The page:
The combination of ultrasound and MRI fusion-targeted biopsies with systematic biopsies is more effective for identifying suspicious lesions than systematic biopsies alone, a study published July 25 in Radiology has found.
A team led by Cheng Wei, PhD, of the University of Dundee in Scotland also found that prebiopsy, multiparametric MRI accurately identifies clinically significant prostate cancer.
"Ultrasound and MRI fusion-targeted biopsy combined with systematic random prostate biopsy had higher odds of depicting clinically significant lesions without incurring more procedure-related adverse events than either biopsy type alone," they concluded.
The best protocol for diagnosing clinically significant prostate cancer continues to develop, Wei and colleagues noted. Prostate cancer workup has traditionally been performed via systematic biopsy, but the technique can produce false-negative results and be vulnerable to undersampling, repeat biopsies, undergrading, and overdiagnosis or overtreatment of clinically insignificant disease.
Prebiopsy, multiparametric MRI can identify clinically significant prostate cancer and reduces unnecessary biopsies and the overdiagnosis of clinically insignificant disease, the team explained; the current prostate cancer workup protocol consists of this type of MRI exam combined with MRI-guided targeted biopsies.
But could the two types of biopsies work well together? Wei's team sought to explore whether combining ultrasound and MRI fusion-targeted biopsies with systematic biopsies could offer greater diagnostic accuracy than either method alone.
The authors conducted a study that included 582 patients with suspected prostate cancer who underwent multiparametric MRI between January 2015 and August 2020. Of these, 413 had a PI-RADS score of at least 3 (intermediate -- and equivocal -- disease risk) and were randomized into either an intervention group that underwent ultrasound and MRI fusion-targeted biopsies with systematic random prostate biopsies (207, or 50.1%) or a control group which underwent systematic random biopsies alone (206, or 49.9%). The men underwent biopsy within a week after the multiparametric MRI exam.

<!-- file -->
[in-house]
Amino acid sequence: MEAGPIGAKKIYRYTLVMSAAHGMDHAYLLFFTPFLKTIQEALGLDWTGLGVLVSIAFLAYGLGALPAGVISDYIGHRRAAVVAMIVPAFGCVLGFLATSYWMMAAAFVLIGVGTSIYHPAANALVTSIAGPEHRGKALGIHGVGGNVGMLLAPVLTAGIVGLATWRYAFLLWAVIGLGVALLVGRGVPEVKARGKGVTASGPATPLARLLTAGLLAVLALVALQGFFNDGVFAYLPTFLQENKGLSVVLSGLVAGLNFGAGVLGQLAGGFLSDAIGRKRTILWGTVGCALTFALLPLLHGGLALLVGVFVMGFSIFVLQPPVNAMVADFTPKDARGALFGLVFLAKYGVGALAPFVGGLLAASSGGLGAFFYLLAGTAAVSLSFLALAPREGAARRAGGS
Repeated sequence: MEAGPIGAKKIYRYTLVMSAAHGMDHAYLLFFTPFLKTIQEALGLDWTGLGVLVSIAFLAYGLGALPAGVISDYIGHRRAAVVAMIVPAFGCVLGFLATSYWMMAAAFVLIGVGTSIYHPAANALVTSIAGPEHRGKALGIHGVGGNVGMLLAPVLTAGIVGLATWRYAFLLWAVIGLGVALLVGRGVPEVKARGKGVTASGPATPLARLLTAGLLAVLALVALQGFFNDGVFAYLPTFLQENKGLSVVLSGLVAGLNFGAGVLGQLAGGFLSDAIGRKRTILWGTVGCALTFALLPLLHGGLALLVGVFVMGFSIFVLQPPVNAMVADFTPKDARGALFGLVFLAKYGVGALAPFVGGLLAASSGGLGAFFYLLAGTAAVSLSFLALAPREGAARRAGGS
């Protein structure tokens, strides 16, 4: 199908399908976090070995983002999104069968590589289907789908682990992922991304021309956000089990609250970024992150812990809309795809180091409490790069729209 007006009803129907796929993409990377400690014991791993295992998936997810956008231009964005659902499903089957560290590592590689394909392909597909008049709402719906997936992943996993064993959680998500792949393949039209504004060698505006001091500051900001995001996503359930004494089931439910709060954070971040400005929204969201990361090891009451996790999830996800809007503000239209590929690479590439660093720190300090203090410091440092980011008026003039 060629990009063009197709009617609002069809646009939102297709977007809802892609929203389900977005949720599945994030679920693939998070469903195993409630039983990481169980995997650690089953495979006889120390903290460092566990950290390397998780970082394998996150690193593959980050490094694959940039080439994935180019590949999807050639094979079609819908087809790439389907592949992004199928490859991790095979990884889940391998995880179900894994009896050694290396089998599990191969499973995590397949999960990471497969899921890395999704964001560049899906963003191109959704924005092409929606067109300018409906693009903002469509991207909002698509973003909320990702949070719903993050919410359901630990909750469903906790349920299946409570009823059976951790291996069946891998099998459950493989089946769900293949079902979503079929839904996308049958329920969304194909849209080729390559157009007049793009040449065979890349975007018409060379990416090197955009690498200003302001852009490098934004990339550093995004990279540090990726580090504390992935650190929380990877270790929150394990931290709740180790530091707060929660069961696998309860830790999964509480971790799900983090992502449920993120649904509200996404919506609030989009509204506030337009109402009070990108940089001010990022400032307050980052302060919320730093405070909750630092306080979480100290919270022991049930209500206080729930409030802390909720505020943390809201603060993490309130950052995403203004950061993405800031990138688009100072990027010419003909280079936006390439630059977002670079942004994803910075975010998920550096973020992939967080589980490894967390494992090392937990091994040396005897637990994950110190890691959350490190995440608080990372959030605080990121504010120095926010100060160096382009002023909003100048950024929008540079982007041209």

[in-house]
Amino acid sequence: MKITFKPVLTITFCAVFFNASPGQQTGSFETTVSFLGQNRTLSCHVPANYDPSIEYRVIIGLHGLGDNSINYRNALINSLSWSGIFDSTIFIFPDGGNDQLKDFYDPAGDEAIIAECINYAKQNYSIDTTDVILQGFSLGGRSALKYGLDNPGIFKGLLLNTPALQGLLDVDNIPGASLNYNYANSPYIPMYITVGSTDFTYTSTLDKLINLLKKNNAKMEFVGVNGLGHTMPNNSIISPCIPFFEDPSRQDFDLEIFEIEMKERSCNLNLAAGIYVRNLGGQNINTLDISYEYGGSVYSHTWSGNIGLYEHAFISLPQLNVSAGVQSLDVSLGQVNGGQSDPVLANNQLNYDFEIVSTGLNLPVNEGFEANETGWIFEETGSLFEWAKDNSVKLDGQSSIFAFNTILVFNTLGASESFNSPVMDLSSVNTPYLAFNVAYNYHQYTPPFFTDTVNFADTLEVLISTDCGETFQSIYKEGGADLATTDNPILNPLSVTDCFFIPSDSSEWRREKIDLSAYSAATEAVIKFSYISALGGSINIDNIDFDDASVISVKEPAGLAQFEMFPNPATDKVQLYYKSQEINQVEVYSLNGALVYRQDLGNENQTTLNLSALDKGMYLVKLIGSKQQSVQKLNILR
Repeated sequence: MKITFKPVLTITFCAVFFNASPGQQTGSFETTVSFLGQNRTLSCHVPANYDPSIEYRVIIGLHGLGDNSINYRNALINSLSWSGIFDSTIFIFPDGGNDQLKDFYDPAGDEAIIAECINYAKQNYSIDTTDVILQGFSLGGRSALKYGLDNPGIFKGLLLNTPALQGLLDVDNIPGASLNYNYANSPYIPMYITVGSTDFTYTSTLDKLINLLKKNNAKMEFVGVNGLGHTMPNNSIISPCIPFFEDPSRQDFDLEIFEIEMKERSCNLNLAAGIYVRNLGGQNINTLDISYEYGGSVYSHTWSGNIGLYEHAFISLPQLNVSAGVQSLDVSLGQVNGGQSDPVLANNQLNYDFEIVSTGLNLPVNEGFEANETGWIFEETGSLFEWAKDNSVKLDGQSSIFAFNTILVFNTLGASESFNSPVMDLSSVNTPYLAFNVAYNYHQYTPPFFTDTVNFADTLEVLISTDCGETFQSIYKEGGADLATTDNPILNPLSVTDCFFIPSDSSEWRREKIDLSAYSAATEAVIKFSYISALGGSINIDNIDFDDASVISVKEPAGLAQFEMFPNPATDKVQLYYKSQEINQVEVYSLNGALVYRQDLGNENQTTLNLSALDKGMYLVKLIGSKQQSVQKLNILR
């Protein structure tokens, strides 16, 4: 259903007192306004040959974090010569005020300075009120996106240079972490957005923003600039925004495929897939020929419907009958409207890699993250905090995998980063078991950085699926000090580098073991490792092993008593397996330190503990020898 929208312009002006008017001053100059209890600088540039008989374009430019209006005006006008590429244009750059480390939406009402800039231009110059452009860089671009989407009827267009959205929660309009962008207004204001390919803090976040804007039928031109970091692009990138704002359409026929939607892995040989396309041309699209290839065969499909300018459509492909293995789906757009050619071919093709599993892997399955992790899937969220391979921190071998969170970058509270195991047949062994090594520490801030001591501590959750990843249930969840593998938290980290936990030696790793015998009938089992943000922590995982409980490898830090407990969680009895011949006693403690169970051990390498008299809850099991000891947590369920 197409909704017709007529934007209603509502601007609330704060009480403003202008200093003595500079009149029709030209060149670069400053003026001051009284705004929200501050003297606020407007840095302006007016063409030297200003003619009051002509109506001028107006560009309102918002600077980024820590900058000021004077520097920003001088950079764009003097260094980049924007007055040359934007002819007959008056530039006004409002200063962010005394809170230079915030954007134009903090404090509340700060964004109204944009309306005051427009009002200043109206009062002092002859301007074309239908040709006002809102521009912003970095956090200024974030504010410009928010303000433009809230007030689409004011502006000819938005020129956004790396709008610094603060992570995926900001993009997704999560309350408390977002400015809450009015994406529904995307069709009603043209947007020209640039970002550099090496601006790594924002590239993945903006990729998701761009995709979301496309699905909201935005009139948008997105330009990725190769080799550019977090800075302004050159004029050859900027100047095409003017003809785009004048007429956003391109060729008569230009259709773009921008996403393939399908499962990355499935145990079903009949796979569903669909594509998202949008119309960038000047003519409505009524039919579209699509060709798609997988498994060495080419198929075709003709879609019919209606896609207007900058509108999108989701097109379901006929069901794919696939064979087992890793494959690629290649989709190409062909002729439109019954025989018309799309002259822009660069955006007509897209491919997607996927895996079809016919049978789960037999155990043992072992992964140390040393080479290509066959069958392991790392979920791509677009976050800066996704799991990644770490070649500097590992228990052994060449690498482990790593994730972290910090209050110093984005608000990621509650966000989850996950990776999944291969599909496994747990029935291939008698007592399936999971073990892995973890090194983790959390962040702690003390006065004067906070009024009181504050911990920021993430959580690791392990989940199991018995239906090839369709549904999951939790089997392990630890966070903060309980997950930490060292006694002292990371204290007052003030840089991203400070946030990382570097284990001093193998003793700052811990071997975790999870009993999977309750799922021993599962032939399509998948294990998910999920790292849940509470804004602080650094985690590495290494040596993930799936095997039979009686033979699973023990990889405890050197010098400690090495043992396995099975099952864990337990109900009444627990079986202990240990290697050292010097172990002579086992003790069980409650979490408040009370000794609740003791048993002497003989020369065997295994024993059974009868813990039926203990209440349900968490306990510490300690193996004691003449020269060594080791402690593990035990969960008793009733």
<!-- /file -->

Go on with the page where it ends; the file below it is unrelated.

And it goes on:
Overall, the investigators found that the detection rate of clinically significant prostate cancer was higher in the intervention group, with an odds ratio of 1.79 (with 1 as reference). They also found that multiparametric MRI had a sensitivity of 72%, specificity of 71%, positive predictive value of 78%, and negative predictive value of 64% for correctly identifying clinically significant prostate cancer.
As for the biopsy arm of the study, among patients in the intervention group (fusion and systematic biopsy), 72.9% were found to have prostate cancer, versus 60.2% of men in the control group (systematic biopsy alone). In the intervention group, clinically significant prostate cancer was found in 62.8% of men, while in the control group, it was identified in 51.4% of patients.
In the control group, the adverse event rate after biopsy was 23%, and in the intervention group, it was 31%, but these percentages were comparable to rates for each type of biopsy alone, according to the researchers.
"[Our study showed that] prebiopsy multiparametric MRI was accurate in the depiction of clinically significant prostate cancer ... [and that] combining ultrasound and MRI fusion-targeted biopsies with systematic biopsies helped detect more clinically significant lesions than did systematic biopsies alone," the group wrote.
The complete study can be found here.